Assistant Professor of Environmental Science and Policy
Contact & Office Hours
Sabin-Reed Hall 227
Ph.D., M.A., University of Illinois Urbana-Champaign
B.S., Georgia Southern University
Efadul Huq’s research analyzes relationships between socioecological change and regional development that shape livelihoods and ecosystems across urban and rural regions in the context of global displacements and climate change. Huq’s current research, harnessing the flexibility of mixed methods ranging from spatial analysis to qualitative and quantitative approaches, examines the relationships between wetland habitations and conversions under a globally connected urban climate governance in Bangladesh. His approach presents a novel intervention into community resilience and environmental justice through recognizing and elevating people’s collective planning practices in the context of environmental planning in climate-impacted cities. The research integrates food, housing and livelihood issues, and identifies contextually sensitive, nature-based pathways for people-centered urbanism.
Huq’s research and teaching span areas of environmental justice, international community development, urban sustainability and political ecology with a geographic focus on South Asia and the United States. His transnationally engaged research and teaching are woven into his collaborative work with community organizations, advocacy groups, citizen science initiatives, professional planning organizations and diverse publics. Bridging conversations on home-making and environment, Huq’s collaborative research with community-based advocacy organizations informs the planning for wetlands, rivers and informal settlements in Bangladesh. Huq also co-founded a community-based archive called Queer Archives of the Bengal Delta, which preserves queer social and political memories and artifacts relevant to the Bengal Delta and produces a situated analysis of global gender and sexual politics.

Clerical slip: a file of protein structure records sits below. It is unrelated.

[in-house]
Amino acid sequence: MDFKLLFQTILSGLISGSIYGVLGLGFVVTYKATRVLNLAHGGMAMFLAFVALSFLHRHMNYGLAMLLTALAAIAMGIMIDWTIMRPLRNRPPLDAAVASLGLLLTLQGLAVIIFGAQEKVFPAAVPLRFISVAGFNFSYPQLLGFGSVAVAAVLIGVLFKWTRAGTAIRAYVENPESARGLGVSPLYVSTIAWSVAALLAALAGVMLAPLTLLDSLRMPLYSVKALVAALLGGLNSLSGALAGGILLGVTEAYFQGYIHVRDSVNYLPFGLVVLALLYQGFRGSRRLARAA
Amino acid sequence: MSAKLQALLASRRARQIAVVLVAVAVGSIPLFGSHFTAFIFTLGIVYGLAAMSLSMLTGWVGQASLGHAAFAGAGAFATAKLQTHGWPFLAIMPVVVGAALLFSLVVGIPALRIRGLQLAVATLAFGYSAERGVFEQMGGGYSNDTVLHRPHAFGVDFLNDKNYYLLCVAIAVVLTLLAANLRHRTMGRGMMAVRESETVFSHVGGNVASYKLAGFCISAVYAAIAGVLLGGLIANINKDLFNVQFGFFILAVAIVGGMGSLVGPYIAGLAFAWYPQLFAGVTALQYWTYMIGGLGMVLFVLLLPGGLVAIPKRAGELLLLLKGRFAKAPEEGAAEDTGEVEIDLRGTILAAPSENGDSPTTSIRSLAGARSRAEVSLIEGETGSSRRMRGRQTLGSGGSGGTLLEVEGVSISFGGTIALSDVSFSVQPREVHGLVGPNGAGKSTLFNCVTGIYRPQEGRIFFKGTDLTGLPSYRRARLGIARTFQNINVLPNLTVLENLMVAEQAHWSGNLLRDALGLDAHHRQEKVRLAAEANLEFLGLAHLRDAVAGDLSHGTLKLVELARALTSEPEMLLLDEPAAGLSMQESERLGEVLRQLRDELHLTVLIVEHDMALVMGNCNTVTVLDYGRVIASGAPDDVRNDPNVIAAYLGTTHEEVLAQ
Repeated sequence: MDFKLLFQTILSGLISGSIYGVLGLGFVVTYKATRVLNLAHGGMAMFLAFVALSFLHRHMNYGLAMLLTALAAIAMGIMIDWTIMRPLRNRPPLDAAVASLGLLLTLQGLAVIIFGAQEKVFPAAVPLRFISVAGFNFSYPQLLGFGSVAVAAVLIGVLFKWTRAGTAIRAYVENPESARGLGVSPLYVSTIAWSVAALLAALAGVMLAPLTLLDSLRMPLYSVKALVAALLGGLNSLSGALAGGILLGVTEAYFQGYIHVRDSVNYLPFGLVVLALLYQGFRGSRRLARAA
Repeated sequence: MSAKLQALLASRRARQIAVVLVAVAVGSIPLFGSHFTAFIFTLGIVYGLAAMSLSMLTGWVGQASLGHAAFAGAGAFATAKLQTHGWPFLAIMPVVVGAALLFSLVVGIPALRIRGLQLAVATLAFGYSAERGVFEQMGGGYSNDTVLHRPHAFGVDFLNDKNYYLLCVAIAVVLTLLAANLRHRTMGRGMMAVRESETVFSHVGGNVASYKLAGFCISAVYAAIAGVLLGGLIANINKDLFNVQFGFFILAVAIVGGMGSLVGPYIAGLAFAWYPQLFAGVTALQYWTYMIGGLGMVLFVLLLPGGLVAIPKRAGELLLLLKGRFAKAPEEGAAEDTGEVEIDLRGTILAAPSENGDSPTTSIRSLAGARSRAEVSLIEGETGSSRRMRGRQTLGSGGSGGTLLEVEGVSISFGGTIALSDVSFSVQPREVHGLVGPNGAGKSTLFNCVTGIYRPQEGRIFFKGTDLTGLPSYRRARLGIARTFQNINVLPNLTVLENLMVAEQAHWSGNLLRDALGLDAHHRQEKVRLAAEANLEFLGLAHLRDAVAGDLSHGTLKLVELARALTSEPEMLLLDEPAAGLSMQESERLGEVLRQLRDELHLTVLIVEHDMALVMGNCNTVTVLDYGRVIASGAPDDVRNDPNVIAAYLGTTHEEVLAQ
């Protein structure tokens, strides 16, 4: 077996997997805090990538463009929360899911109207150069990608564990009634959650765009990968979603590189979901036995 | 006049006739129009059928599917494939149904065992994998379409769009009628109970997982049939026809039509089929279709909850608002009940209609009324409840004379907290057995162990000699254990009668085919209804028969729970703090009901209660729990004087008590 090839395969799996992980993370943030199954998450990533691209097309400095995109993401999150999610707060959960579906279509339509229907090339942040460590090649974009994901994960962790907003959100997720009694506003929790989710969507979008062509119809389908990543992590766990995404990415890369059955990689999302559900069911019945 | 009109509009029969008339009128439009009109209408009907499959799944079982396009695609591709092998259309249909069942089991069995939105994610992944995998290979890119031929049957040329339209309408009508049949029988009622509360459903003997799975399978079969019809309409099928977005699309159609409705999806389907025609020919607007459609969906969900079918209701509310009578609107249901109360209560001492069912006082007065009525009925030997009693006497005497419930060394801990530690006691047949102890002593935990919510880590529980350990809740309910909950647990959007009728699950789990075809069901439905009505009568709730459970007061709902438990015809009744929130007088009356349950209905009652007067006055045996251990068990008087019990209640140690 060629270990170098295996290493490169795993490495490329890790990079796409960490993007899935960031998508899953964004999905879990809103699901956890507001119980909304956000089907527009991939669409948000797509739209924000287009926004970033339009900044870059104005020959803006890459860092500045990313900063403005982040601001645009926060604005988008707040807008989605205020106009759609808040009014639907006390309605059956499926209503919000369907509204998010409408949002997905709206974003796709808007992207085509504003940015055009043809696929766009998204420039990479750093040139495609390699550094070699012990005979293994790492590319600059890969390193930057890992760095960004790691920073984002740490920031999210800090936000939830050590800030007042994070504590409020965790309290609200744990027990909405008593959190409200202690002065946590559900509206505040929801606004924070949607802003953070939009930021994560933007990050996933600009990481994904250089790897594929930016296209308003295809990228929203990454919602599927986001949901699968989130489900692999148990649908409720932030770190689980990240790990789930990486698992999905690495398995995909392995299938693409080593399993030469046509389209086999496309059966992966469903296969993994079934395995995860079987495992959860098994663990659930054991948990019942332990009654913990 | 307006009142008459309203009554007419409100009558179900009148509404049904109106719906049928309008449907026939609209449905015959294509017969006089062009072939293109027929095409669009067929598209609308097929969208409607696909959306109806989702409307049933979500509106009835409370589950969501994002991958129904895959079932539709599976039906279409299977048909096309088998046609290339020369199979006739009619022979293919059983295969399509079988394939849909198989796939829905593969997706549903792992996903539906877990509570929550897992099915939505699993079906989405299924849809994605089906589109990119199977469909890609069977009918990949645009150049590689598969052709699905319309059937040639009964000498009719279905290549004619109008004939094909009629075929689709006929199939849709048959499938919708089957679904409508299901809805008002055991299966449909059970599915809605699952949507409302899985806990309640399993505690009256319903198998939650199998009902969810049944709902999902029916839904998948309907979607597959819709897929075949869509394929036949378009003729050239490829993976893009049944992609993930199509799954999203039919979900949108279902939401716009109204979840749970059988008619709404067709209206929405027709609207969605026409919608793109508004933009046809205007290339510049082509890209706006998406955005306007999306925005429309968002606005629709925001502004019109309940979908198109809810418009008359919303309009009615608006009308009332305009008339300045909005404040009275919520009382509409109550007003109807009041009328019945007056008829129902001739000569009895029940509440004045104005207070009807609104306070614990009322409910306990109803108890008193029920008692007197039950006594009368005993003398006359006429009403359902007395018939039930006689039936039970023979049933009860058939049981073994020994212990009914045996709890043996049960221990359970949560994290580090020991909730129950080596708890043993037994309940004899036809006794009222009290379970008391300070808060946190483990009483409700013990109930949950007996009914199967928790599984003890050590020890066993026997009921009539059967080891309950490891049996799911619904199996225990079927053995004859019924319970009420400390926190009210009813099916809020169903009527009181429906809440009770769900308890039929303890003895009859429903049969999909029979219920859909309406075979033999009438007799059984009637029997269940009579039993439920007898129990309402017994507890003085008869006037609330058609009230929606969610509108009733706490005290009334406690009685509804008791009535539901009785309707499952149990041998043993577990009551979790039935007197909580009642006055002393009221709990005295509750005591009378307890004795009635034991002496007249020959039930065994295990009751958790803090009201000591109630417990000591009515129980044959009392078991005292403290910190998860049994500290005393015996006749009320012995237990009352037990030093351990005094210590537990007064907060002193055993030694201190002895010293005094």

Huq, E. “Seeing the Insurgent in Transformative Planning Practices.” Planning Theory 19, no. 4 (2020): 371-391.
Huq, E., & Miraftab, F. “‘We are All Refugees’: Camps and Informal Settlements as Converging Spaces of Global Displacements.” Planning Theory & Practice 21, no. 3 (2020): 351-370.
Huq, E., & Harwood, S. A. “Making Homes Unhomely: The Politics of Displacement in a Pre-Gentrifying Neighborhood in Chicago.” City & Community 18, no. 2 (2019): 710-731.